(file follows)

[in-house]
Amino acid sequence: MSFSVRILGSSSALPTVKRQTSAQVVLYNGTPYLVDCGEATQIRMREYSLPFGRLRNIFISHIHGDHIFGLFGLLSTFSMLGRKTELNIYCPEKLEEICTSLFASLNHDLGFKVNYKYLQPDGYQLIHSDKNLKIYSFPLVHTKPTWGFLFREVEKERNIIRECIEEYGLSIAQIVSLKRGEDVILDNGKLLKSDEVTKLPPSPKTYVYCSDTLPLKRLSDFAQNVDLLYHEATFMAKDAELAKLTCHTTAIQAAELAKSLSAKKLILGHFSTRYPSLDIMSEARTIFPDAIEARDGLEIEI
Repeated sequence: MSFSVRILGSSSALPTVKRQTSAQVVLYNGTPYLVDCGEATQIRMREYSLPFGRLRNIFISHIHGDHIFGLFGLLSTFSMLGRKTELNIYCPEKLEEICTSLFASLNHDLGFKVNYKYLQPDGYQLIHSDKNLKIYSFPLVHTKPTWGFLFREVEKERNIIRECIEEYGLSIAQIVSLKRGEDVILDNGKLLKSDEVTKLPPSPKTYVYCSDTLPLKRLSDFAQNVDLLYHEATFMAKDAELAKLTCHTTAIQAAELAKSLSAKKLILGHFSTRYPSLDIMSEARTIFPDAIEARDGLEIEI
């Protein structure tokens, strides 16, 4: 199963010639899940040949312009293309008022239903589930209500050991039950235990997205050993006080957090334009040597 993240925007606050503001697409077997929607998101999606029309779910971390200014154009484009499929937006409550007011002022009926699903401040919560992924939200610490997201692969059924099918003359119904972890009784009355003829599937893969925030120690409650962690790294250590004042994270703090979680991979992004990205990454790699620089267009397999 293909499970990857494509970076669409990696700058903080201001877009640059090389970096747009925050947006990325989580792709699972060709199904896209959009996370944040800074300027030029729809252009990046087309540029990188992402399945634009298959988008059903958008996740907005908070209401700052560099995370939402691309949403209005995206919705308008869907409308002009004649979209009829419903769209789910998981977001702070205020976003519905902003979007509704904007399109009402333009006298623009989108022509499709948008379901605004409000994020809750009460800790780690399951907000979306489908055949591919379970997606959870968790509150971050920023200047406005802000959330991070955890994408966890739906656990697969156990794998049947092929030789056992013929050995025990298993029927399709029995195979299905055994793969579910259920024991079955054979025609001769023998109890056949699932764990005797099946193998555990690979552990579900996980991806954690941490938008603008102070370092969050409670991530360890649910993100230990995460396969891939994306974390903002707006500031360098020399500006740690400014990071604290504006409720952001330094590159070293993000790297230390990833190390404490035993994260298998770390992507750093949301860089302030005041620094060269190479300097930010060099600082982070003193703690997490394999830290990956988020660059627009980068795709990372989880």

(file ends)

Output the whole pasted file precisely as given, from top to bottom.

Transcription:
[in-house]
Amino acid sequence: MSFSVRILGSSSALPTVKRQTSAQVVLYNGTPYLVDCGEATQIRMREYSLPFGRLRNIFISHIHGDHIFGLFGLLSTFSMLGRKTELNIYCPEKLEEICTSLFASLNHDLGFKVNYKYLQPDGYQLIHSDKNLKIYSFPLVHTKPTWGFLFREVEKERNIIRECIEEYGLSIAQIVSLKRGEDVILDNGKLLKSDEVTKLPPSPKTYVYCSDTLPLKRLSDFAQNVDLLYHEATFMAKDAELAKLTCHTTAIQAAELAKSLSAKKLILGHFSTRYPSLDIMSEARTIFPDAIEARDGLEIEI
Repeated sequence: MSFSVRILGSSSALPTVKRQTSAQVVLYNGTPYLVDCGEATQIRMREYSLPFGRLRNIFISHIHGDHIFGLFGLLSTFSMLGRKTELNIYCPEKLEEICTSLFASLNHDLGFKVNYKYLQPDGYQLIHSDKNLKIYSFPLVHTKPTWGFLFREVEKERNIIRECIEEYGLSIAQIVSLKRGEDVILDNGKLLKSDEVTKLPPSPKTYVYCSDTLPLKRLSDFAQNVDLLYHEATFMAKDAELAKLTCHTTAIQAAELAKSLSAKKLILGHFSTRYPSLDIMSEARTIFPDAIEARDGLEIEI
């Protein structure tokens, strides 16, 4: 199963010639899940040949312009293309008022239903589930209500050991039950235990997205050993006080957090334009040597 993240925007606050503001697409077997929607998101999606029309779910971390200014154009484009499929937006409550007011002022009926699903401040919560992924939200610490997201692969059924099918003359119904972890009784009355003829599937893969925030120690409650962690790294250590004042994270703090979680991979992004990205990454790699620089267009397999 293909499970990857494509970076669409990696700058903080201001877009640059090389970096747009925050947006990325989580792709699972060709199904896209959009996370944040800074300027030029729809252009990046087309540029990188992402399945634009298959988008059903958008996740907005908070209401700052560099995370939402691309949403209005995206919705308008869907409308002009004649979209009829419903769209789910998981977001702070205020976003519905902003979007509704904007399109009402333009006298623009989108022509499709948008379901605004409000994020809750009460800790780690399951907000979306489908055949591919379970997606959870968790509150971050920023200047406005802000959330991070955890994408966890739906656990697969156990794998049947092929030789056992013929050995025990298993029927399709029995195979299905055994793969579910259920024991079955054979025609001769023998109890056949699932764990005797099946193998555990690979552990579900996980991806954690941490938008603008102070370092969050409670991530360890649910993100230990995460396969891939994306974390903002707006500031360098020399500006740690400014990071604290504006409720952001330094590159070293993000790297230390990833190390404490035993994260298998770390992507750093949301860089302030005041620094060269190479300097930010060099600082982070003193703690997490394999830290990956988020660059627009980068795709990372989880």